But pro­duc­tiv­ity growth in rich coun­tries has been slow­ing. Tech­nol­ogy is a long-term de­ter­mi­nant of pro­duc­tiv­ity, so many economists are nat­u­rally wor­ried that the en­gines of in­no­va­tion are sput­ter­ing. There are signs that tech­no­log­i­cal im­prove­ments in es­tab­lished fields are get­ting more costly to find. That im­plies two things. First, in or­der to main­tain the pace of in­no­va­tion in ex­ist­ing ar­eas of tech­nol­ogy, it will help to fig­ure out how to make re­search more pro­duc­tive. Sec­ond, we need to in­crease the chances of whole new fields of tech­nol­ogy be­ing cre­ated, as when in­for­ma­tion tech­nol­ogy and ge­net­ics sud­denly emerged in the 20th cen­tury.

The ob­vi­ous way to ad­dress both of these needs is to dou­ble down on the strat­egy that worked well in past cen­turies — do more to en­cour­age smart peo­ple to lo­cate in com­mu­ni­ties where they can ex­change ideas. The in­ter­net will hope­fully help this hap­pen, es­pe­cially once ma­chine trans­la­tion low­ers lan­guage bar­ri­ers across coun­tries.

But on­line in­ter­ac­tion is still fun­da­men­tally lim­ited, and may re­main so for a long time to come. Phys­i­cal prox­im­ity, and the ran­dom ex­tended in­ter­ac­tions it gen­er­ates, is still im­por­tant. That means that con­cen­trat­ing smart peo­ple in cities and uni­ver­si­ties is im­por­tant.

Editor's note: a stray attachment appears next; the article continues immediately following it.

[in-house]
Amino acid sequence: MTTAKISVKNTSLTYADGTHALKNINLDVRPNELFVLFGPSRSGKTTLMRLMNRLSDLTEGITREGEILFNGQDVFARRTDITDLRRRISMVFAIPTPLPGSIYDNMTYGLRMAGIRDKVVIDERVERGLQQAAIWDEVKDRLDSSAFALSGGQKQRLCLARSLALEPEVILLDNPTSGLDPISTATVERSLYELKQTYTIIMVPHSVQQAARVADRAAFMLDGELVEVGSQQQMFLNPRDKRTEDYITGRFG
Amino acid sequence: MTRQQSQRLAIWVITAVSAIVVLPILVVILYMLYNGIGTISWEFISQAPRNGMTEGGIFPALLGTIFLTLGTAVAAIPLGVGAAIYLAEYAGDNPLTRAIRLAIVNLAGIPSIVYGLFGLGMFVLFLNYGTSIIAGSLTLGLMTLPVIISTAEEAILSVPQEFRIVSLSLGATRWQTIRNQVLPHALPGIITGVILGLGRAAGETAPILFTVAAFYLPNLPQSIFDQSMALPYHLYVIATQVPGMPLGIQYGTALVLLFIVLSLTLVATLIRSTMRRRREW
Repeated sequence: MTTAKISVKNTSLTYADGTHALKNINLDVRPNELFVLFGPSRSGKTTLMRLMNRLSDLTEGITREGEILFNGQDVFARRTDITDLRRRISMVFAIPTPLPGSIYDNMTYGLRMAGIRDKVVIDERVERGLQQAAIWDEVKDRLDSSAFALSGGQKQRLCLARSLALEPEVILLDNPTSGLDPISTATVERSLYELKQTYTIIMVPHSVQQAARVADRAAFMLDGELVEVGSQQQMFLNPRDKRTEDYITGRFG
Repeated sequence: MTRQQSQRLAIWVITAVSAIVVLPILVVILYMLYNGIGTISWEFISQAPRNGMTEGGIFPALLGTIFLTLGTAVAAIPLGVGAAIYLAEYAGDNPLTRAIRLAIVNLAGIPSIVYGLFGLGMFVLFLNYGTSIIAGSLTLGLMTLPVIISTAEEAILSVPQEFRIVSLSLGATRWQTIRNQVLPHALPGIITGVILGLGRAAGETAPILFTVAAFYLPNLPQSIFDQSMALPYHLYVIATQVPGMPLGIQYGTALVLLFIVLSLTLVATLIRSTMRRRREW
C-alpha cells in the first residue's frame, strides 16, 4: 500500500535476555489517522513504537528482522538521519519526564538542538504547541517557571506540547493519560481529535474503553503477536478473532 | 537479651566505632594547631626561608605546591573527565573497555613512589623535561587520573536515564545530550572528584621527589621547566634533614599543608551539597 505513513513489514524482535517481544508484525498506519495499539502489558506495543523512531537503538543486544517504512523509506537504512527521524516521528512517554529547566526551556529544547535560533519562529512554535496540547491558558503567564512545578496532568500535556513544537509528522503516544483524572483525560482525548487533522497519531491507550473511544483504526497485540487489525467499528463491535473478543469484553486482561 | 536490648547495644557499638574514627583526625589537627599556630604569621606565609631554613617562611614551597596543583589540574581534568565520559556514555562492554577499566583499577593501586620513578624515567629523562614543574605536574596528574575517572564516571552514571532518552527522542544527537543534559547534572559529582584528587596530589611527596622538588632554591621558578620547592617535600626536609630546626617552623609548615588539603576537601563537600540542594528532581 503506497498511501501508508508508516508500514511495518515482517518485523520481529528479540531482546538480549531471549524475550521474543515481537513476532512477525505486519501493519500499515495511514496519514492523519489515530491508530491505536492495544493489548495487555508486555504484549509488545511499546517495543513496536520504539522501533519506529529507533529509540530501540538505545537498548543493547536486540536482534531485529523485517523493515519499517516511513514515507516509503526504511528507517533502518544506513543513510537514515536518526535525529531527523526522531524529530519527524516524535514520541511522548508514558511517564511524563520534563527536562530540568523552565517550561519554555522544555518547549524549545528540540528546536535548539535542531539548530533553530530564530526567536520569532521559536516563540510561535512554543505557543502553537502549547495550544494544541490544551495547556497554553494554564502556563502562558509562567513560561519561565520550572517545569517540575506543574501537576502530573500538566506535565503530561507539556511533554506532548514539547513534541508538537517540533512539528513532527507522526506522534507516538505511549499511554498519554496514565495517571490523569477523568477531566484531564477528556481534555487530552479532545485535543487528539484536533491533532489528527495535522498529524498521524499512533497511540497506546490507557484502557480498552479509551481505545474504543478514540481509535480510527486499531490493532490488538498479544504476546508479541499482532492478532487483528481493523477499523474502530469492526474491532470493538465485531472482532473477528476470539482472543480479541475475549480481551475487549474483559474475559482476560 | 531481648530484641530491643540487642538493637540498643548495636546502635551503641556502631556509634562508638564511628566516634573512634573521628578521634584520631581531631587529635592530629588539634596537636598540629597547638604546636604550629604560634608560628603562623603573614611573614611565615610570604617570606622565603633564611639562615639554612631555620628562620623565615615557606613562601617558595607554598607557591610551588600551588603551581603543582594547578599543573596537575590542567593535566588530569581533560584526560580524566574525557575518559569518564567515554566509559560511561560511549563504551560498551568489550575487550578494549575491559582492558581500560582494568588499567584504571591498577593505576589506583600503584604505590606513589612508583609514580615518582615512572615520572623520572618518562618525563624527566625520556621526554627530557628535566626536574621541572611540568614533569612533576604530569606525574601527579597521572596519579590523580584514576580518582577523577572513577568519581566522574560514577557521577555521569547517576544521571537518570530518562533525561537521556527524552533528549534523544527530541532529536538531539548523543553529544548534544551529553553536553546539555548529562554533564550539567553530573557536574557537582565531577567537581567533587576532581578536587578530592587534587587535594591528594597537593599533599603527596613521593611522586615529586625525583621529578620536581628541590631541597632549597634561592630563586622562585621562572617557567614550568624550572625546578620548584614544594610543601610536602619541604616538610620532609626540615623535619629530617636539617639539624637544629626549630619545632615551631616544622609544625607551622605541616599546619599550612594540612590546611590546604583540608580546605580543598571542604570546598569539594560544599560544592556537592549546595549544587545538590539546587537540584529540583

The U.S. and other rich coun­tries can ac­com­plish this if they do three things. First, they need to al­low high­skilled im­mi­gra­tion to con­tinue and even to in­crease. Rich coun­tries pro­vide re­searchers and en­gi­neers and thinkers with the most re­sources, and al­ready have high-class uni­ver­si­ties and thriv­ing tech hubs. High­skilled im­mi­gra­tion sim­ply builds on these ex­ist­ing strengths, let­ting smart peo­ple go where their ideas can be re­al­ized most quickly.

Sec­ond, rich coun­tries should pro­vide ways for smart peo­ple to live close to one an­other. Tech hubs need to pro­vide enough hous­ing so that smart res­i­dents can af­ford to be in densely con­cen­trated ar­eas. Uni­ver­si­ties should be en­larged, and their re­search ca­pac­i­ties up­graded.

Fi­nally, coun­tries need to adopt poli­cies that fa­cil­i­tate the free flow of ideas among their smart peo­ple. Harsh re­stric­tions on speech, as China now main­tains, are a big im­ped­i­ment to group cre­ativ­ity. And the U.S.’s slow­down in re­search spend­ing starves smart peo­ple of the phys­i­cal re­sources they need to in­no­vate.

It’s likely that the en­gines of to­mor­row’s in­no­va­tion will be the same as yes­ter­day’s — namely, dense com­mu­ni­ties of freely in­ter­act­ing smart peo­ple. Rich coun­tries should aim to cre­ate ever-bet­ter in­tel­li­gent com­mu­ni­ties in or­der to keep push­ing out the bound­aries of hu­man tech­nol­ogy. To do oth­er­wise, risks stag­na­tion and an end to the re­mark­able hu­man progress of the last few cen­turies.

“GALILEO, KE­PLER, NEW­TON, BOYLE AND MANY OTHER GIANTS OF THE EARLY SCI­EN­TIFIC REV­O­LU­TION ARE NOW HOUSE­HOLD NAMES, BUT THEY DIDN’T OP­ER­ATE IN ISO­LA­TION. THEY COR­RE­SPONDED WITH EACH OTHER, WROTE LET­TERS, READ EACH OTHER’S WORK.”